Ad scheduling in adCenter can be done at the campaign or ad group levels. To tell MSN what days to show your ads, just check the box next to each day. You can then set incremental bid changes for each day your ads run. If you leave a box unchecked your ads will not run during that day. Unlike Google, you can only increase your bids by 0 to 100 percent and only in increments of 10 percent. There is not as much room for bid flexibility in adCenter.
Looking at the hours of day option box you can already see some major differences between MSN and Google. MSN has preset time periods in which you can run ads or increase bids. These settings will also apply to all days of the week in which your ads are running. For example, you cannot increase bids by 50% in the afternoon for Monday and increase it 30% in the afternoon on Tuesdays.
So while you gain flexibility by being able to target each ad group individually, you lose flexibility when it comes to settings the hours and bid increments you want.
I want to draw special attention to the different way time zones affect ad scheduling in each search engine, because it will influence how you target your ads.
In Google, ad scheduling is based on the time zone you have set for your account. Keep in mind that if you are targeting people in another time zone than the time zone of your account your ads will show to them at different times. For example, if you are targeting a person in time zone 4 hours ahead of your account time zone and you schedule ads to run from 1:00 pm to 4:00pm the user will see them from 5:00pm to 8:00pm.
MSN ad scheduling it is the exact opposite. Ad scheduling is based on the location of the user, determined by IP address. In this case, no matter where a user is located, they will see your ads when it is 1:00pm to 4:00pm in their time zone. So remember: Google – account time zone, MSN – user time zone.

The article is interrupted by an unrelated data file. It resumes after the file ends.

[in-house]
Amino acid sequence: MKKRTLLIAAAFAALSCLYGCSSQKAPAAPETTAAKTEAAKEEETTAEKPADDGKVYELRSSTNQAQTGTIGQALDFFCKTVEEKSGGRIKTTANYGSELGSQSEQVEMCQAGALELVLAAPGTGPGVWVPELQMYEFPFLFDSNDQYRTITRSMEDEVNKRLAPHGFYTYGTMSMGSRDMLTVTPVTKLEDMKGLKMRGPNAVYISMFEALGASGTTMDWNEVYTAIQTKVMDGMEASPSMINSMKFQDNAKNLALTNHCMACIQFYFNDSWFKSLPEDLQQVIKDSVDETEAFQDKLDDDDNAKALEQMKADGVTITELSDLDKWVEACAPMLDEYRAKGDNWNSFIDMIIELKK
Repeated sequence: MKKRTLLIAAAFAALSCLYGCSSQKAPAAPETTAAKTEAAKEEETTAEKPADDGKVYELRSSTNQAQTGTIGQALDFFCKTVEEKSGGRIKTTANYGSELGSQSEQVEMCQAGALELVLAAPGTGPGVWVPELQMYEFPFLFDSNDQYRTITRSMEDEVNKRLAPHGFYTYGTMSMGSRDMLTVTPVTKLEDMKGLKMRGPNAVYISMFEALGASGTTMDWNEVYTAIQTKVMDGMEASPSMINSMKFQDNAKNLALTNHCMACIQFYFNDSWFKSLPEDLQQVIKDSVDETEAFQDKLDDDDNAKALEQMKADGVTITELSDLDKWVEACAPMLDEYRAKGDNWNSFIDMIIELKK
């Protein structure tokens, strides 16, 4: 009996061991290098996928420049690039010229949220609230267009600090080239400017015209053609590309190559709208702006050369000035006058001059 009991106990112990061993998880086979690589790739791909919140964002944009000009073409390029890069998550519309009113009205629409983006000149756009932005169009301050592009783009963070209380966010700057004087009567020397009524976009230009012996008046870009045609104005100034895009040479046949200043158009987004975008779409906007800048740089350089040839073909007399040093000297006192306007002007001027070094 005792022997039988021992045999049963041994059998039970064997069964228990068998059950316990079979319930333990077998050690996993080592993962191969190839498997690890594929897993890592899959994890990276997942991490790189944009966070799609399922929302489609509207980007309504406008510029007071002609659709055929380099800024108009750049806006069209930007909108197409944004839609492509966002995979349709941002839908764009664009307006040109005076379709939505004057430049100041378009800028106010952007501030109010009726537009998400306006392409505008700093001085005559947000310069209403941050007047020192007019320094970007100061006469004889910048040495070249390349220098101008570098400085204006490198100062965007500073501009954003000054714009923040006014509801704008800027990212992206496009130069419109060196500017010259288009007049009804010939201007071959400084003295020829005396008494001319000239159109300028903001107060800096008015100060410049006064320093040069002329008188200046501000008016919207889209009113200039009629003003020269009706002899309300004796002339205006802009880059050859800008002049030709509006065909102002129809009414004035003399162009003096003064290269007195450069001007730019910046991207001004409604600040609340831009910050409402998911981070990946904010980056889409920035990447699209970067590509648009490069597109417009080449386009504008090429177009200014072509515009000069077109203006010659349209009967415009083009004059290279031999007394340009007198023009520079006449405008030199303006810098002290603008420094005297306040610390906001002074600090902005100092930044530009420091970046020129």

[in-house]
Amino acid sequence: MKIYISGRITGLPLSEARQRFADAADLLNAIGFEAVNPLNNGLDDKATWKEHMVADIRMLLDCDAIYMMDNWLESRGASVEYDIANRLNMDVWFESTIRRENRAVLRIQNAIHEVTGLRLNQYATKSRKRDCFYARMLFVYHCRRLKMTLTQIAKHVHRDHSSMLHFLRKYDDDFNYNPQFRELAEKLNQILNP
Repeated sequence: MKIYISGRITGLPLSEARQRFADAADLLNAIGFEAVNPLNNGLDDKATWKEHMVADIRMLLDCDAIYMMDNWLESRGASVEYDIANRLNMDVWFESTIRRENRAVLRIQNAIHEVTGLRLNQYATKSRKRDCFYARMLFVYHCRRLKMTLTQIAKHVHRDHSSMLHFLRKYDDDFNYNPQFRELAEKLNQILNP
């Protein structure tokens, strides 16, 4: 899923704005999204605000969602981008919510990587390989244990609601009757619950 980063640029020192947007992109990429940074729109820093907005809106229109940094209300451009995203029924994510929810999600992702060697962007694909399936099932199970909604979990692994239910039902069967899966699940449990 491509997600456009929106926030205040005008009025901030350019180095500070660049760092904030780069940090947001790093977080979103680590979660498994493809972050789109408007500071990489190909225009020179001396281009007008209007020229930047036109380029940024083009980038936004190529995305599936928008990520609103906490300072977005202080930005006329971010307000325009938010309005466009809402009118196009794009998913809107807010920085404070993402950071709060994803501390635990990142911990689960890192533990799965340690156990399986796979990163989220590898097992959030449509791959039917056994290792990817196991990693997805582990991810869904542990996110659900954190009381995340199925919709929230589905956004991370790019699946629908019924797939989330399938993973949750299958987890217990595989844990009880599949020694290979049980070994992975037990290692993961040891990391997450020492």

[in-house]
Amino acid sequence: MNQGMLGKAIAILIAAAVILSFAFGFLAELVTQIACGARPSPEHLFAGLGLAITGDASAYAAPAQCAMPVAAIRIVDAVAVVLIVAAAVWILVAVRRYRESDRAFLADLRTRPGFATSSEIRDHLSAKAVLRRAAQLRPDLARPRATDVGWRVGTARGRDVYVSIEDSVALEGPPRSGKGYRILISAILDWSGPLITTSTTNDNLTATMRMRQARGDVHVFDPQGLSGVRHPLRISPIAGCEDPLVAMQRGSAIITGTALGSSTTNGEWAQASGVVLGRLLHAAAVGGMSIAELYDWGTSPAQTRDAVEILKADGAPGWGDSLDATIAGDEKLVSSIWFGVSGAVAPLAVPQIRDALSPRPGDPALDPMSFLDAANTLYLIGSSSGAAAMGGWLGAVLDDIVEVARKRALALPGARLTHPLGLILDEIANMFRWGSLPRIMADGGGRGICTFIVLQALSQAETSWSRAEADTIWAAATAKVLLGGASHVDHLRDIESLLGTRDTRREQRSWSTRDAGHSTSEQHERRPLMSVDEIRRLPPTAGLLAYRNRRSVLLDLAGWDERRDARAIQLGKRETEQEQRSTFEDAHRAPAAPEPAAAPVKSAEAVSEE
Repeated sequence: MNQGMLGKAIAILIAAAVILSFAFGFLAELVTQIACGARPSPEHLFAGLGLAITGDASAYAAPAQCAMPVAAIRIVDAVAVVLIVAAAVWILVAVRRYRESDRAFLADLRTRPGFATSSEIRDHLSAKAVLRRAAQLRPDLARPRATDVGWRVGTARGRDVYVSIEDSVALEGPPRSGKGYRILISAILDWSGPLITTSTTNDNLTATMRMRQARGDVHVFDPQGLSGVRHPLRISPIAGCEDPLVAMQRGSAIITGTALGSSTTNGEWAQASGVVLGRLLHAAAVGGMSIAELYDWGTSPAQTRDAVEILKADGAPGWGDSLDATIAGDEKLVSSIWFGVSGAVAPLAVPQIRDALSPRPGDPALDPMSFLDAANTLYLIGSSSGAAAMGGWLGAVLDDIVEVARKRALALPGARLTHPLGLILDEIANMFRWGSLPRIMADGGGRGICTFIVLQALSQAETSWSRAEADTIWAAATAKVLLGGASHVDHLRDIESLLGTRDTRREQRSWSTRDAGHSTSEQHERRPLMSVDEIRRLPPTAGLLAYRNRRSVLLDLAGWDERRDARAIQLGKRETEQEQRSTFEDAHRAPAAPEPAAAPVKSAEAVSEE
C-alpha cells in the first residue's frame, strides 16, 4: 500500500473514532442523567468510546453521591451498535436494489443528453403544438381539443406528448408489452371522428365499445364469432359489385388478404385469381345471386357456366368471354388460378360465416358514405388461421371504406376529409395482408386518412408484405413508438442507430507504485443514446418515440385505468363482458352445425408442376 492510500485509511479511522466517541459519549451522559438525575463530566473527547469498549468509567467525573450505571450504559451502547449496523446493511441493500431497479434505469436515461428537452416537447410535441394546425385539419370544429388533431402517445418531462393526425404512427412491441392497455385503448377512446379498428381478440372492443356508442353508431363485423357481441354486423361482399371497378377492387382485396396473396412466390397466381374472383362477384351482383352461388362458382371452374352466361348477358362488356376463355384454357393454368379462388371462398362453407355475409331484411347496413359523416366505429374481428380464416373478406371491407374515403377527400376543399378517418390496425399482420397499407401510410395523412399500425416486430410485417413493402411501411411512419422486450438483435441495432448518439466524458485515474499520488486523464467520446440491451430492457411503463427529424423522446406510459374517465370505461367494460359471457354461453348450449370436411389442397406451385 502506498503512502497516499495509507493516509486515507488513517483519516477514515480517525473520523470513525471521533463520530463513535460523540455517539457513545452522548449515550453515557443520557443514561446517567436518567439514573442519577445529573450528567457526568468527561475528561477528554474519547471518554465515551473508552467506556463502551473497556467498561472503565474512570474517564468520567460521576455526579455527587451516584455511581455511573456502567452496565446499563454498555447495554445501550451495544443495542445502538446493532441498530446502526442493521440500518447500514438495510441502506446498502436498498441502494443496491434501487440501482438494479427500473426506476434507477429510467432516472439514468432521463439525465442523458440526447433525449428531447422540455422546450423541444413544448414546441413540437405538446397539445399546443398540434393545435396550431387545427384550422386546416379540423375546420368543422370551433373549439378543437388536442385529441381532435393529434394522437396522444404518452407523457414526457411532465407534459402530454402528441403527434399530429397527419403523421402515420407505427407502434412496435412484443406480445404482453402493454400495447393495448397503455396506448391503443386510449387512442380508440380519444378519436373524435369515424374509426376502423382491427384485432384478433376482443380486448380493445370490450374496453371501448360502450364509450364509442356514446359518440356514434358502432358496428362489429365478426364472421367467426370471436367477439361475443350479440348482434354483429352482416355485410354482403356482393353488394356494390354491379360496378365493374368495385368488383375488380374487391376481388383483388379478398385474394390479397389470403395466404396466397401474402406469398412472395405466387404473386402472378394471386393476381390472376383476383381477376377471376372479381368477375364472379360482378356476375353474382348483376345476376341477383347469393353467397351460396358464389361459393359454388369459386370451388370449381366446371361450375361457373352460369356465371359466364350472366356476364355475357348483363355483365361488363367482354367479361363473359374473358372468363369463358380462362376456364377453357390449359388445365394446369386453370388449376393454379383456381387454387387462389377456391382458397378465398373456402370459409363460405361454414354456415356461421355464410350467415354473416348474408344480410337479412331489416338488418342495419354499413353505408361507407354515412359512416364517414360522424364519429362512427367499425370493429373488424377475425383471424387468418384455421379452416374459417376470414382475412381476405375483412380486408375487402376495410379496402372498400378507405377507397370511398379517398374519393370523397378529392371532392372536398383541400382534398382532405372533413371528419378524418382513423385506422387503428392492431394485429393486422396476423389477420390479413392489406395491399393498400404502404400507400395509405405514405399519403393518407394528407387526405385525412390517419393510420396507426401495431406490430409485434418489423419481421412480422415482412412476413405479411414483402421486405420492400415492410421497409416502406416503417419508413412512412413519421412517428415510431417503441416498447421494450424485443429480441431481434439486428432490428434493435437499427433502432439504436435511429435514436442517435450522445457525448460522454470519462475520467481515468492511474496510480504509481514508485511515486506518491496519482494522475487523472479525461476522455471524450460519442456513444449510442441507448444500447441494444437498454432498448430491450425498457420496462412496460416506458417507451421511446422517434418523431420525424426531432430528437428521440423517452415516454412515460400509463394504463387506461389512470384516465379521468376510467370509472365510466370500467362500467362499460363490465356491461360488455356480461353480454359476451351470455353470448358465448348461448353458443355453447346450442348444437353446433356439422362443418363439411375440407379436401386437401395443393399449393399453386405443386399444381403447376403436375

Demographic targeting allows you to choose to show your ads to users of a certain gender or age range. This can be helpful if you have a very specific target market for your products.
Google AdWords: Demographic Bidding
Demographic targeting is only available for campaigns opted into the Google Display Network. It also only works on sites that collect demographic information such as social networking sites. When you click Edit next to demographic bidding a window will pop up showing your performance in each demographic over the last 7 days.
You can exclude certain groups you don’t want your ad to show for or increase bids for a selected demographic. You can increase bids up to 500% of the original bid. If your ad is eligible to show on a site that does not collect demographic information these targeting settings will be ignored.
Microsoft adCenter: Target By Gender and Age
You can target customers by demographics not only at both the campaign and ad group levels, but also on the search and content networks in MSN. The demographic data used comes from information reported by MSN customers.
Your options for demographic targeting are similar to Google’s with some slight variation in the age ranges. You also do not have a box to exclude the 0-17 age range in MSN. If you don’t want to target 0-17 year olds you have to select all the available age ranges. You can also increase bids to certain demographic groups but only by increments of 10, up to 100% of the original bid.
This concludes our look at the differences between targeting options in Google AdWords and Microsoft adCenter. Have you had any success using these targeting features? If so, or if you have any questions, let us know below!